Help with first GC project

drproton

Member
2008-01-03 5:40 am
Hello everyone,

I came accross this forum almost by accident a few weeks ago. I was surprised to find the following the LM38XX amplifiers have. I thought they would have sounded like a radio shack alarm clock.

My NAD751 recently went t**s up so now I'm looking for an amp to replace it. As I used it primarily (almost exclusively) for music I figured a chipamp might fit the bill. My speakers are B&W DM602s which are bi-ampable so I think I'd like to try biamping them with a pair of chipamps each. I expect the advantages of biamp won't be as great in this case since they will still be going through the speaker crossovers and not crossed over before the amp.

So here is what I would like to know about building my first chipamps:

I was thinking of buying the chipamp.com kits. They seem fine to me, are there any issues with the kits? I'm sure I could not design and fab (professional PCB fab that is) a system cheaper, especially considering my time. Are there any other sources fro chipamp kits?

What do I use for volume control? I will be using the amps with a CD player, and possibly MP3 player but no phono. Do I need a preamp? Or can I simply feed the line outs through a stepped attenuator then into the amps? Where is a good place to get the stepped attenuators? What impedance should I use?

Where can I find the toroidal power transformers for a decent price? What is the reccomended secondary voltage for 8ohm speakers?

Are there any advantages of using parallel amplifiers for moderate listening levels? About the loudest I'd go in my house is turning my 35W (100+ peak) NAD304 up halfway.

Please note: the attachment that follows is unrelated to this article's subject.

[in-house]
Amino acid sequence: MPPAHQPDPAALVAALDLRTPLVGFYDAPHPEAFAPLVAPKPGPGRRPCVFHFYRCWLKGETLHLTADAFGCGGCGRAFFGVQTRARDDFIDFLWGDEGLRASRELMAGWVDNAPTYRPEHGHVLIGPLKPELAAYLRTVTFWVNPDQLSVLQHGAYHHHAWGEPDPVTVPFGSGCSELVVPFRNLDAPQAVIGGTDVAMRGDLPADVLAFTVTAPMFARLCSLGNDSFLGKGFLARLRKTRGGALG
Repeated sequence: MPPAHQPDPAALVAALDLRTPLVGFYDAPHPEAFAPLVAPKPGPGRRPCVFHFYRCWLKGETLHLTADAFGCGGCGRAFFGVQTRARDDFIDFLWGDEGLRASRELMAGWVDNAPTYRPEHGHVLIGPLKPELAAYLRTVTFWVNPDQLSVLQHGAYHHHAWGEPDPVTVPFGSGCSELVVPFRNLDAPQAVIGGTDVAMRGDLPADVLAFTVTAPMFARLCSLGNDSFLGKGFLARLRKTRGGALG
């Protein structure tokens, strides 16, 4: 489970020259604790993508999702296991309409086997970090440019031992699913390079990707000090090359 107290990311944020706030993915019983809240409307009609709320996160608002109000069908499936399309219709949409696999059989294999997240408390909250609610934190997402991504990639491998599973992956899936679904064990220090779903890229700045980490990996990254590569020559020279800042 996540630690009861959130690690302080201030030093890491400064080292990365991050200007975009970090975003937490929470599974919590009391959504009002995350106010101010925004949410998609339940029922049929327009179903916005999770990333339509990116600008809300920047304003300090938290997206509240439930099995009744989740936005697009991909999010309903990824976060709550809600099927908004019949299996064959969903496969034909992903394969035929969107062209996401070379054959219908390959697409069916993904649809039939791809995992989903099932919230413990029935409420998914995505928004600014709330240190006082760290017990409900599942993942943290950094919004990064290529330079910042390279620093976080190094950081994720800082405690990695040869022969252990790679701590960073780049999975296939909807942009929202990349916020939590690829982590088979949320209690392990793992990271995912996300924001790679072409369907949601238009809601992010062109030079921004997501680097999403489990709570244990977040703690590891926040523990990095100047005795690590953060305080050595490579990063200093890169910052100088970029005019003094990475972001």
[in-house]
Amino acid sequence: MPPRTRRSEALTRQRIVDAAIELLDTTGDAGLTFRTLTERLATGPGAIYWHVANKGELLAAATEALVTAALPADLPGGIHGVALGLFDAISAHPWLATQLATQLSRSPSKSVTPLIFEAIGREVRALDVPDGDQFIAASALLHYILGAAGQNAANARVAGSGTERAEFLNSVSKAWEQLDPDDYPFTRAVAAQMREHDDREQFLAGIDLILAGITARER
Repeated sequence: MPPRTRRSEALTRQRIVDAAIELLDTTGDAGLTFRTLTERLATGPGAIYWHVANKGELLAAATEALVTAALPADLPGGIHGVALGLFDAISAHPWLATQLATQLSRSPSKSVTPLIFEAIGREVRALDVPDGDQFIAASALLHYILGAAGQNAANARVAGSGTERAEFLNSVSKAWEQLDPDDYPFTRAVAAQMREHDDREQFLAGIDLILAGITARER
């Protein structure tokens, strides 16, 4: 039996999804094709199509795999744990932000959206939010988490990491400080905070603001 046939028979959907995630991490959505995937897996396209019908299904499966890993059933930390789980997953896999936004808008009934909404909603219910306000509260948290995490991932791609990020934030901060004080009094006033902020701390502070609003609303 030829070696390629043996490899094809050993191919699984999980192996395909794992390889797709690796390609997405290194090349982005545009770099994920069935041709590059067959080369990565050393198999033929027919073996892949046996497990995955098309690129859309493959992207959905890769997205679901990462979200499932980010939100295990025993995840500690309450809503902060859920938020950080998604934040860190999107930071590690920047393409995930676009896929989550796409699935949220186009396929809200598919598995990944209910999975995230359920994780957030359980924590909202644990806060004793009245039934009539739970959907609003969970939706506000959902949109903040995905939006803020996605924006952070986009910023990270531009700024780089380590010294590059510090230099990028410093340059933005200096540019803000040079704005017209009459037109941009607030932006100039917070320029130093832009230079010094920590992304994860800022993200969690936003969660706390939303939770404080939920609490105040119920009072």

How can I expect the chipamp performance to compare with my NAD304? If I do end up building a chipamp I'll probably do some back to back tests.

Any and all feedback is welcome. Feel free to get technical. I am an electrical engineer, though most of my experience is with embedded systems. I find it interesting to look at some of the PCB designs, its a bit of a change from all the 4layer 7mil feature size PCBs I've designed.
 
The first thing you should do is measure the voltage output of the transformer in your NAD. I suspect this may be suitable to power your chip amps. Voltage rails up to around +/-37 volts will be fine for 8 ohm loads so you want a transformer with a maximum output of 25 VAC.

Not only could you use the transformer but the case as well!

The chipamp.com kits are fine. And bi-amping (even with the existing passive crossovers) won't do any harm!

You may or may not need an active buffer stage or pre amp between your CD and the chip amps.

I would be very surprised if the chip amps didn't sound better than the NAD.

May I suggest that you do as much research on this forum as you can as all of your questions have been answered somewhere. Also this site and the others on the Gainclone ring link will provide you with all the information you need to complete your project. ;)
 

drproton

Member
2008-01-03 5:40 am
I had thought about taking the transformer from the NAD. There are two reason why I don't want to do this. First of all there the power section of the NAD still works. if I buy a new receiver I may just patch it into the NAD power section. Secondly the NAD uses a standard (non-toroidal) transformer. I was always under the impression that toroidal transformers are better. Is this true?
 
drproton said:
I had thought about taking the transformer from the NAD. There are two reason why I don't want to do this. First of all there the power section of the NAD still works. if I buy a new receiver I may just patch it into the NAD power section. Secondly the NAD uses a standard (non-toroidal) transformer. I was always under the impression that toroidal transformers are better. Is this true?

Hi drproton,

I think that the ONLY (electrical) way that toroidal transformers are better than other transformer types is that they have relatively lower-strength radiated EM fields, which are also concentrated basically around only one axis. Toroidals are usually worse than E-I types at filtering garbage out of the AC mains, for example.

Maybe you could just leave the entire NAD power supply completely intact, and use it for your chipamps! What existing DC rail voltages does it have?
 

drproton

Member
2008-01-03 5:40 am